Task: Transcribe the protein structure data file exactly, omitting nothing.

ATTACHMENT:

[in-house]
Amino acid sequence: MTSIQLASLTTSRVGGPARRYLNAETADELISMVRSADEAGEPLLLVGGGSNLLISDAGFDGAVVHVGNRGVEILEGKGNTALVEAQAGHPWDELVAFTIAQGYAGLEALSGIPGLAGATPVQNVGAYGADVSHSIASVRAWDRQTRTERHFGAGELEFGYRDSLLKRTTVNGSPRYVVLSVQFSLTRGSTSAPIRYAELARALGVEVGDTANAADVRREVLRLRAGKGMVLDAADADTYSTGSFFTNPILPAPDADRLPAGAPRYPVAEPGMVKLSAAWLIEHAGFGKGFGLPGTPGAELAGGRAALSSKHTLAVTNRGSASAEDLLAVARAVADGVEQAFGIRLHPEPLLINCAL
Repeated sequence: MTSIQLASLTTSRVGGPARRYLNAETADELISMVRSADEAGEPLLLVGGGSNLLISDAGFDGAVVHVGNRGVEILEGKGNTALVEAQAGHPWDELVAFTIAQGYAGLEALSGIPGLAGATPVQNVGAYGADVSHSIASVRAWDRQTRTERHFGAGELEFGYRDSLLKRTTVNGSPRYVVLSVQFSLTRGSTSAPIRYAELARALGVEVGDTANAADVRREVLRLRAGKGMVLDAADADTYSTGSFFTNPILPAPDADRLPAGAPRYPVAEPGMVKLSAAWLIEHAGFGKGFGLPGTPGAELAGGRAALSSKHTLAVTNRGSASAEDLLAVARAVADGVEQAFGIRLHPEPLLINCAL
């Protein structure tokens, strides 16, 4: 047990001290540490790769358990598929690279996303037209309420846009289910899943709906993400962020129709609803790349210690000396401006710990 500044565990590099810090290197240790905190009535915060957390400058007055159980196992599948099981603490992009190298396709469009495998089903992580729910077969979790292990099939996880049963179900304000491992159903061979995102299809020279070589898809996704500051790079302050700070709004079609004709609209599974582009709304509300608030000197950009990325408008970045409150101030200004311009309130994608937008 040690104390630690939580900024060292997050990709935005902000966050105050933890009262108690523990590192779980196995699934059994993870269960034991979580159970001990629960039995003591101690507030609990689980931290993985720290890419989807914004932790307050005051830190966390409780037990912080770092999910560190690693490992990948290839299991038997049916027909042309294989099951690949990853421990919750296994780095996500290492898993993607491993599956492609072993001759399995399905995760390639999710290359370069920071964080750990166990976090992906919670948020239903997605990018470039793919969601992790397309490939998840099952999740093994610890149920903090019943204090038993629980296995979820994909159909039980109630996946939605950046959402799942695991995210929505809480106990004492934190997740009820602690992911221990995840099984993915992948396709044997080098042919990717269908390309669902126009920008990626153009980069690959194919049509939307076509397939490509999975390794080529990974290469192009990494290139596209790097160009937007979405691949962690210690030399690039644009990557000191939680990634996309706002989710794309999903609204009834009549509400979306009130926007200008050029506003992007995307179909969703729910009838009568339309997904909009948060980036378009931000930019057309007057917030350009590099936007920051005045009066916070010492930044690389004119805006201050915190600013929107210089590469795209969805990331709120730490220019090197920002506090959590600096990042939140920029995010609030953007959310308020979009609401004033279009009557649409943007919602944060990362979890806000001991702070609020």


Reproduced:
[in-house]
Amino acid sequence: MTSIQLASLTTSRVGGPARRYLNAETADELISMVRSADEAGEPLLLVGGGSNLLISDAGFDGAVVHVGNRGVEILEGKGNTALVEAQAGHPWDELVAFTIAQGYAGLEALSGIPGLAGATPVQNVGAYGADVSHSIASVRAWDRQTRTERHFGAGELEFGYRDSLLKRTTVNGSPRYVVLSVQFSLTRGSTSAPIRYAELARALGVEVGDTANAADVRREVLRLRAGKGMVLDAADADTYSTGSFFTNPILPAPDADRLPAGAPRYPVAEPGMVKLSAAWLIEHAGFGKGFGLPGTPGAELAGGRAALSSKHTLAVTNRGSASAEDLLAVARAVADGVEQAFGIRLHPEPLLINCAL
Repeated sequence: MTSIQLASLTTSRVGGPARRYLNAETADELISMVRSADEAGEPLLLVGGGSNLLISDAGFDGAVVHVGNRGVEILEGKGNTALVEAQAGHPWDELVAFTIAQGYAGLEALSGIPGLAGATPVQNVGAYGADVSHSIASVRAWDRQTRTERHFGAGELEFGYRDSLLKRTTVNGSPRYVVLSVQFSLTRGSTSAPIRYAELARALGVEVGDTANAADVRREVLRLRAGKGMVLDAADADTYSTGSFFTNPILPAPDADRLPAGAPRYPVAEPGMVKLSAAWLIEHAGFGKGFGLPGTPGAELAGGRAALSSKHTLAVTNRGSASAEDLLAVARAVADGVEQAFGIRLHPEPLLINCAL
């Protein structure tokens, strides 16, 4: 047990001290540490790769358990598929690279996303037209309420846009289910899943709906993400962020129709609803790349210690000396401006710990 500044565990590099810090290197240790905190009535915060957390400058007055159980196992599948099981603490992009190298396709469009495998089903992580729910077969979790292990099939996880049963179900304000491992159903061979995102299809020279070589898809996704500051790079302050700070709004079609004709609209599974582009709304509300608030000197950009990325408008970045409150101030200004311009309130994608937008 040690104390630690939580900024060292997050990709935005902000966050105050933890009262108690523990590192779980196995699934059994993870269960034991979580159970001990629960039995003591101690507030609990689980931290993985720290890419989807914004932790307050005051830190966390409780037990912080770092999910560190690693490992990948290839299991038997049916027909042309294989099951690949990853421990919750296994780095996500290492898993993607491993599956492609072993001759399995399905995760390639999710290359370069920071964080750990166990976090992906919670948020239903997605990018470039793919969601992790397309490939998840099952999740093994610890149920903090019943204090038993629980296995979820994909159909039980109630996946939605950046959402799942695991995210929505809480106990004492934190997740009820602690992911221990995840099984993915992948396709044997080098042919990717269908390309669902126009920008990626153009980069690959194919049509939307076509397939490509999975390794080529990974290469192009990494290139596209790097160009937007979405691949962690210690030399690039644009990557000191939680990634996309706002989710794309999903609204009834009549509400979306009130926007200008050029506003992007995307179909969703729910009838009568339309997904909009948060980036378009931000930019057309007057917030350009590099936007920051005045009066916070010492930044690389004119805006201050915190600013929107210089590469795209969805990331709120730490220019090197920002506090959590600096990042939140920029995010609030953007959310308020979009609401004033279009009557649409943007919602944060990362979890806000001991702070609020």